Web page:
I'd have to guess that 50 or so years ago, if you told Americans that two of the biggest sports-television events in American culture wouldn't broadcast an actual sport, you'd be called crazy.
But think about it for a second: the NBA Draft and the NFL Draft are powerhouse, mark-down-on-the-calendar moments in the sports year. Maybe not as thrilling or exhilarating as the Super Bowl or the NBA Finals, but certainly as omnipresent—after all, every team in the league participates, not just two clubs.
And while both the NBA Draft and NFL Draft have blossomed from humble beginnings (those old television clips don't reveal much glitz, glamor, or bright lights) to star-studded spectaculars, the NFL's edition blows the NBA's out of the water.
Certainly it's impossible to divorce the overall popularity of each league—the NFL is without a doubt more popular from coast to coast than the NBA—from the level of interest surrounding their drafts.
But that isn't the only reason. And neither is the venue: Radio City Music Hall in Manhattan for the NFL does sort of dwindle the Newark's Prudential Center in terms of wow-factor.
No, I can point to at least three more significant reasons why the NFL's draft is so superior to the NBA's.
First, is the timing. The NFL season ends in late January, early February. The NFL Draft doesn't come around until the end of April. When you consider how football-starved fans are after one quarter of the year passing by, it's little wonder that the Draft sparks such excitement, optimism, and debate: it gives fans their fix after a pretty lengthy withdrawal
The second reason hearkens back to a point made by a baseball theorist, the great George Will, who noted in the Ken Burns Baseball documentary that "football represents the manic division of labor that makes life confusing and, I should think, unsatisfying. I mean, who wants to grow up and be a third-and-long yardage pulling guard?"
Not to quibble with his big brain, but I think that's explicitly the reason why NFL fans love the draft.
When you include spots like kicker, punter, kick returner, punt return and the difference between a three-technique and a nose tackle, or a 3-4 outside linebacker and a 4-3 outside linebacker, there are just so many things to mix and match and speculate on that it lets fans feel like they're the GM, like they know their team's needs inside and out.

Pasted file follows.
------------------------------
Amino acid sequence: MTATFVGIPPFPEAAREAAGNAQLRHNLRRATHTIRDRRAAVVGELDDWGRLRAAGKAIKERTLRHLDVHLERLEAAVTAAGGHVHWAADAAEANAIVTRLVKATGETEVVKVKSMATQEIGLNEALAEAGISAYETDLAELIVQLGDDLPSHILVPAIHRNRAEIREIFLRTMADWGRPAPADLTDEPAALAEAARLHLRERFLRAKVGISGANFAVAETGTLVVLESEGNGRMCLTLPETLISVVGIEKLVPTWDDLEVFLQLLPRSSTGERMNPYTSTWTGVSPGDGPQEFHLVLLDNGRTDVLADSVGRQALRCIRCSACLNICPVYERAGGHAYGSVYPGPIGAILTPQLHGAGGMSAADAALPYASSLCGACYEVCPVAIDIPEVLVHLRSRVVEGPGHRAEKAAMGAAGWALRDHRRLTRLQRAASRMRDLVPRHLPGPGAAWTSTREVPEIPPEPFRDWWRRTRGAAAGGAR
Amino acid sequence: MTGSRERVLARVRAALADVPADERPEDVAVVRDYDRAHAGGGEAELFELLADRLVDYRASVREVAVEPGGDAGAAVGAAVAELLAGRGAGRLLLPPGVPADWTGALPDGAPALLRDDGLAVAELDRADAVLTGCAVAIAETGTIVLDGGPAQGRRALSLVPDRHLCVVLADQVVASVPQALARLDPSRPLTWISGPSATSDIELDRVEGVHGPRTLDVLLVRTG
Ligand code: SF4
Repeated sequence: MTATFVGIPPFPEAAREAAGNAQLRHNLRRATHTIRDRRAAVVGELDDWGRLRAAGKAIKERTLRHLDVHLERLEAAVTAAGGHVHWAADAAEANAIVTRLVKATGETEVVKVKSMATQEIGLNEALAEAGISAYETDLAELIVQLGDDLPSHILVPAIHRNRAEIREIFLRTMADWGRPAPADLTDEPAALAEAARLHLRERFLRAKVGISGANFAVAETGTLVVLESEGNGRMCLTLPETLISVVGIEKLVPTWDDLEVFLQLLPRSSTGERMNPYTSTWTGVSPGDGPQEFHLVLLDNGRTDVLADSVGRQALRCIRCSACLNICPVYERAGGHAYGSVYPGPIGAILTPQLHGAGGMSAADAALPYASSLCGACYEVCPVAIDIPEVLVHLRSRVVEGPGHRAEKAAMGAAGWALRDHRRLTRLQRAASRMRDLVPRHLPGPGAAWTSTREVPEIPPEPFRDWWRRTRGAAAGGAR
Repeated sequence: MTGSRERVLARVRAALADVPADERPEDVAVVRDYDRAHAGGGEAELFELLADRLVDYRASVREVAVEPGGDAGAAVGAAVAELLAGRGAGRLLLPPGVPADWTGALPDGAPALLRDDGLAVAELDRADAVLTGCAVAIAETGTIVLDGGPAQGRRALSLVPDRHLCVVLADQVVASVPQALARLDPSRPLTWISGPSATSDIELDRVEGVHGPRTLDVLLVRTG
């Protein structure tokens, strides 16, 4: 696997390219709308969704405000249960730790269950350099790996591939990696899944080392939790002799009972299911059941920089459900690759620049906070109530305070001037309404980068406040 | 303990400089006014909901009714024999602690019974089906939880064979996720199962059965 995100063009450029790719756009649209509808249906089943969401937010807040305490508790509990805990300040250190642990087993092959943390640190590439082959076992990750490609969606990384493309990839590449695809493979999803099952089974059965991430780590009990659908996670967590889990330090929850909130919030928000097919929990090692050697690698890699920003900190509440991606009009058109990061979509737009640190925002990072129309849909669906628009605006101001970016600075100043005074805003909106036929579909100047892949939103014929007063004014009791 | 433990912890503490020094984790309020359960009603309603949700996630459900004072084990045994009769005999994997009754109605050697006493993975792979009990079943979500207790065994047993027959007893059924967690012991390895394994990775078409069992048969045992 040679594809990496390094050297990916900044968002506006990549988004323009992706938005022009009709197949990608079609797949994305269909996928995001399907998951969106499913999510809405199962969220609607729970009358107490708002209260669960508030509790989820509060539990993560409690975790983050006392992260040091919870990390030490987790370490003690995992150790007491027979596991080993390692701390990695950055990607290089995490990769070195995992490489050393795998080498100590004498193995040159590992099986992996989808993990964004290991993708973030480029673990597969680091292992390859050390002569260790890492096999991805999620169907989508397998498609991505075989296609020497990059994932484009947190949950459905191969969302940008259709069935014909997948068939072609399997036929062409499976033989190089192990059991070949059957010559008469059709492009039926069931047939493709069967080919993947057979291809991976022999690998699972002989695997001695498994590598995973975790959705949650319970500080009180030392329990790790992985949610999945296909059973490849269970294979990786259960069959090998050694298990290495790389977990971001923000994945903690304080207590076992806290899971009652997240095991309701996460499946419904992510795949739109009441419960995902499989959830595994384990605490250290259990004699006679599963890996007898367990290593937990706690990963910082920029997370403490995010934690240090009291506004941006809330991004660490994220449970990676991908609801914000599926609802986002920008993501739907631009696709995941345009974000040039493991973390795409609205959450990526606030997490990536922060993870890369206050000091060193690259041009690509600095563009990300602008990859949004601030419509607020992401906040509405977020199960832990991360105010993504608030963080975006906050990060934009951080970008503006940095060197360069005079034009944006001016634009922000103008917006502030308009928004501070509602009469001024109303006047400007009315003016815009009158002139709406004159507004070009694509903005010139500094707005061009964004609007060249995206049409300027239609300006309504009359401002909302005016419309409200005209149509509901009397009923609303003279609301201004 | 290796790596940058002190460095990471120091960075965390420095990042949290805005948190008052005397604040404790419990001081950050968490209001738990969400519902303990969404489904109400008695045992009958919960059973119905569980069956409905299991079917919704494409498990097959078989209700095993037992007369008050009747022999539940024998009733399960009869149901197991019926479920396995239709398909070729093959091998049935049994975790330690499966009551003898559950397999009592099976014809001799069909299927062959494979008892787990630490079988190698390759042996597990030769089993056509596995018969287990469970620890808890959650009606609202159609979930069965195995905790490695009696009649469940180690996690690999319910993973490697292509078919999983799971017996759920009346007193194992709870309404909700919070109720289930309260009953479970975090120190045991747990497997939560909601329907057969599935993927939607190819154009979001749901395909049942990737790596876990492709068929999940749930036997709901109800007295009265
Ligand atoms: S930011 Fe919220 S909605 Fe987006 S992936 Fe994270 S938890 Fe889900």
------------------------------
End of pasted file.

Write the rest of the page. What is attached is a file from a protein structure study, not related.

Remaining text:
With only five men on the floor and that lack of speciality, the NBA just doesn't have the same depth.
But the main reason why I think Roger Goodell's offseason showcase overshadows David Stern's is much simpler, even if it's much "newer."
The NFL Draft has always been "bigger" than the NBA Draft. But I think the enormous gap between the two has widened considerably over the last two decades. What has changed regarding the crop of players during that time?
International, high school, and now one-and-done players have become more prevalent in the NBA Draft than collegians who reached upperclassman status. That means, by and large, the general public knows very little about these players. A significant portion of the top picks in tonight's NBA Draft did not compete in March Madness or the regular college basketball season.
As for the NFL: aside from the suspended Robert Quinn, the first 15 players selected in this year's draft played a college football season and a bowl game. Four of those men left college having stared in a national championship game (Cam Newton and Nick Fairly, along with Julio Jones and Marcell Dareus the year before.)
In short, the general public—I'm not talking just about the diehards who comb message boards and mock drafts daily—knows the crop of players much better top to bottom.
And since these drafts are all about stars and hero-making, knowing who were about to worship, ridicule, and give over our money to via tickets and jersey, that's a big deal.